TORONTO — Canadian pharmacy retailer Shoppers Drug Mart announced on Thursday a boost in first-quarter sales and earnings, driven, in part, by gains at the front end.
“We are encouraged by our first-quarter operating and financial results. This is a solid performance and a good start to the year in what remains a challenging economic and regulatory environment,” stated Domenic Pilla, president and CEO. “Together with our associate owners and their teams at store level, we continue to work through the impact of regulatory reforms on our business, while never comprising on our commitment to providing the best in patient care and customer service.”
First-quarter sales totaled C$2.39 billion, up 2% compared with the year-ago period. Same-store sales rose 1.5%.
Pharmacy sales were C$1.17 billion in the first quarter, an increase of 1.6% compared with the same period last year, as growth in the number of prescriptions filled continues to be partially offset by a reduction in average prescription value. On a same-store basis, prescription sales rose 1.1% during the quarter.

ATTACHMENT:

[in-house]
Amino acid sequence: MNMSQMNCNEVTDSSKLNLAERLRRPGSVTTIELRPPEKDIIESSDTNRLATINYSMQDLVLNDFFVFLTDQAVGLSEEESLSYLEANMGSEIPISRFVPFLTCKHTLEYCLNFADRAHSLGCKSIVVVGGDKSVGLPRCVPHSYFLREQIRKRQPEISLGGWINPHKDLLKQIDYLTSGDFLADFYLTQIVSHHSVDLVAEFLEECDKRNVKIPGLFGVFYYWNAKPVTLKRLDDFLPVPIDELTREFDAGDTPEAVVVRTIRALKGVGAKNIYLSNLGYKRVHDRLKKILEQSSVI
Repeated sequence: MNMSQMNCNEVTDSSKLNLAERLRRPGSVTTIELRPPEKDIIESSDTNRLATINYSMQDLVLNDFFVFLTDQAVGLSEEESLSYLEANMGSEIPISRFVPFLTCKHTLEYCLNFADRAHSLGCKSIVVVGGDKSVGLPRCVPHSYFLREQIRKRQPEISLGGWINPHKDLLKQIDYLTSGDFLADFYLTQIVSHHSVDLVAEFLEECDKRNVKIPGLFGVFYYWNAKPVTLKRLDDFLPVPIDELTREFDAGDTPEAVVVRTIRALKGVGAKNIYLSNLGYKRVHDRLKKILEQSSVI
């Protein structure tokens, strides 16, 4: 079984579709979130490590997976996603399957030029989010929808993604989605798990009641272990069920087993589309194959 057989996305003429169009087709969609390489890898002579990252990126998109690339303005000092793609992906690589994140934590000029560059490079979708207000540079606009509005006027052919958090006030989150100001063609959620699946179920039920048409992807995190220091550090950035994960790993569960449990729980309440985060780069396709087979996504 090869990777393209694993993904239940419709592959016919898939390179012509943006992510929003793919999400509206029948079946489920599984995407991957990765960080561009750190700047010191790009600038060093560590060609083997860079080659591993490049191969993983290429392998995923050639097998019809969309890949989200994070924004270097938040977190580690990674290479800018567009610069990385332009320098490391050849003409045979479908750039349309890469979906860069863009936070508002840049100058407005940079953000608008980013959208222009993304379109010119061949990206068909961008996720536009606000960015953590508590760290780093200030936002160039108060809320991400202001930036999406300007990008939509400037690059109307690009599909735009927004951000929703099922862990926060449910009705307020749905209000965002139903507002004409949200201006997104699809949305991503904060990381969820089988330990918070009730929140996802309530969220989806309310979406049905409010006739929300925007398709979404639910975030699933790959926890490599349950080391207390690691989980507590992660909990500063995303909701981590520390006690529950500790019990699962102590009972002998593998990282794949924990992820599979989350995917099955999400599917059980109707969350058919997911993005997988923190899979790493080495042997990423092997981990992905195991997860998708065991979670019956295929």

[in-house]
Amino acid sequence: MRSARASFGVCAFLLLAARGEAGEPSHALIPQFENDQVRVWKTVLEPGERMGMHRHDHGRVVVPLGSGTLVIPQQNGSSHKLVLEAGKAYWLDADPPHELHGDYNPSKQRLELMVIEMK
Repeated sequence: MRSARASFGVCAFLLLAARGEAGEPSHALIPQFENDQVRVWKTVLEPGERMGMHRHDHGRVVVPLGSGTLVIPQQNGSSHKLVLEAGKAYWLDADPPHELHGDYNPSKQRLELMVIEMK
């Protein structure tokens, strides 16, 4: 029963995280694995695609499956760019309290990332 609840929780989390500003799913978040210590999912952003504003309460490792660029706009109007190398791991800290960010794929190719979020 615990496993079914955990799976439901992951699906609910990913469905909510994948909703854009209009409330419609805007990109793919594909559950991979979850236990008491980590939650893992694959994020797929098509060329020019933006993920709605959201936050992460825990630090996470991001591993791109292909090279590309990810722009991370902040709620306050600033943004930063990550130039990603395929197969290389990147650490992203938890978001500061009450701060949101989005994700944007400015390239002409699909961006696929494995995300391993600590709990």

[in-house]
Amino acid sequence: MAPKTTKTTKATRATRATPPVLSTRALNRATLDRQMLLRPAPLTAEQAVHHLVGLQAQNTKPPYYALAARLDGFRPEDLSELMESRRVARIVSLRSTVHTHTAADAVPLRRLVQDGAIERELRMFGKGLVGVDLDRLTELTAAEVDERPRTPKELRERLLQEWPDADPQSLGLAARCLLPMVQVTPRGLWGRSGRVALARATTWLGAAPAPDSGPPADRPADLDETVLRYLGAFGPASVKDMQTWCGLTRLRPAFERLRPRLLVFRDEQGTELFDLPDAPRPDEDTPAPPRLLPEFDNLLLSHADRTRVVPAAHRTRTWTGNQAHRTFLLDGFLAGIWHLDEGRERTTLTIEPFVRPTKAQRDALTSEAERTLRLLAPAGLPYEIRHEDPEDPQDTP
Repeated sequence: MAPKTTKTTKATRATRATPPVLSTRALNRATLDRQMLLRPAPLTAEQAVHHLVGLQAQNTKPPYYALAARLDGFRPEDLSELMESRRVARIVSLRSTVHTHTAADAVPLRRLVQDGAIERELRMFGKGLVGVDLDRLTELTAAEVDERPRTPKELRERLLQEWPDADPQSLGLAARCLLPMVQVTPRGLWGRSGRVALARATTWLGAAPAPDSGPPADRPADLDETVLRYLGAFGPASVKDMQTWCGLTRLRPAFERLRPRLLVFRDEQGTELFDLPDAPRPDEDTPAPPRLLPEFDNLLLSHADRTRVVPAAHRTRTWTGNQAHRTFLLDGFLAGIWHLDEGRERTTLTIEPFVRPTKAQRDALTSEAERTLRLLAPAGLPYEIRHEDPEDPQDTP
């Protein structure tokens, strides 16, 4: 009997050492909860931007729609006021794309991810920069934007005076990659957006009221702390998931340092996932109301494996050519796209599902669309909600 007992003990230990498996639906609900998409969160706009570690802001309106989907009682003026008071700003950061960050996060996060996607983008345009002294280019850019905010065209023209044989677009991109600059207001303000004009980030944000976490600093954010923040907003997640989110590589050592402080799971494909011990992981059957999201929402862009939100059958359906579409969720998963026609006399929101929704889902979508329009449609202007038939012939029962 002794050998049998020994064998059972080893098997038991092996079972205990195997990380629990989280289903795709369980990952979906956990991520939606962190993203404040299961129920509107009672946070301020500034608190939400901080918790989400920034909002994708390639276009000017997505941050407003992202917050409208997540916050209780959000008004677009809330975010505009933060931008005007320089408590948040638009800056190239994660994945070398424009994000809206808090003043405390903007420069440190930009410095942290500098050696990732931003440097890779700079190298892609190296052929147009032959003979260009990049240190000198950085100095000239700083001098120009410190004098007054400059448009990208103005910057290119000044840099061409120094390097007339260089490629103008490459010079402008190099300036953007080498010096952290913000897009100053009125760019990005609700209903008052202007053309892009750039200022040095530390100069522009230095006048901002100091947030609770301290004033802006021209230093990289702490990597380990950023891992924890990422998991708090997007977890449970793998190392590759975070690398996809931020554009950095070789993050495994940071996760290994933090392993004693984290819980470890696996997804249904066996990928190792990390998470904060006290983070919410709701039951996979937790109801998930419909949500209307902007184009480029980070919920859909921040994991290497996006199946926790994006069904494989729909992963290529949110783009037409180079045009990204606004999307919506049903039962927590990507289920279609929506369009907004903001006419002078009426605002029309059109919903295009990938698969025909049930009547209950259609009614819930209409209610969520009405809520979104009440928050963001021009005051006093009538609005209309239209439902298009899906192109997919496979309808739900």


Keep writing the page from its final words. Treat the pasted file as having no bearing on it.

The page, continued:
The company stated that the decrease in average prescription value can be largely attributed to a reduction in generic prescription reimbursement rates, the result of recently implemented and ongoing drug system reform initiatives in certain jurisdictions of Canada, along with increasing generic prescription utilization rates.
At the front end, sales were C$1.23 billion, up 2.5%. The increase was led by strong sales gains in cosmetics and convenience categories, notably food and confection. Shoppers noted that its store network development program, which resulted in a 4.2% increase in selling space compared with a year ago, also was a contributing factor to sales growth in the front of the store. Front-end same-store sales increased 2%.
Net earnings for the quarter totaled C$119 million compared with C$118 million in the year-ago period. On a fully diluted basis, net earnings per share were 56 Canadian cents, compared with 54 Canadian cents in the year-ago period.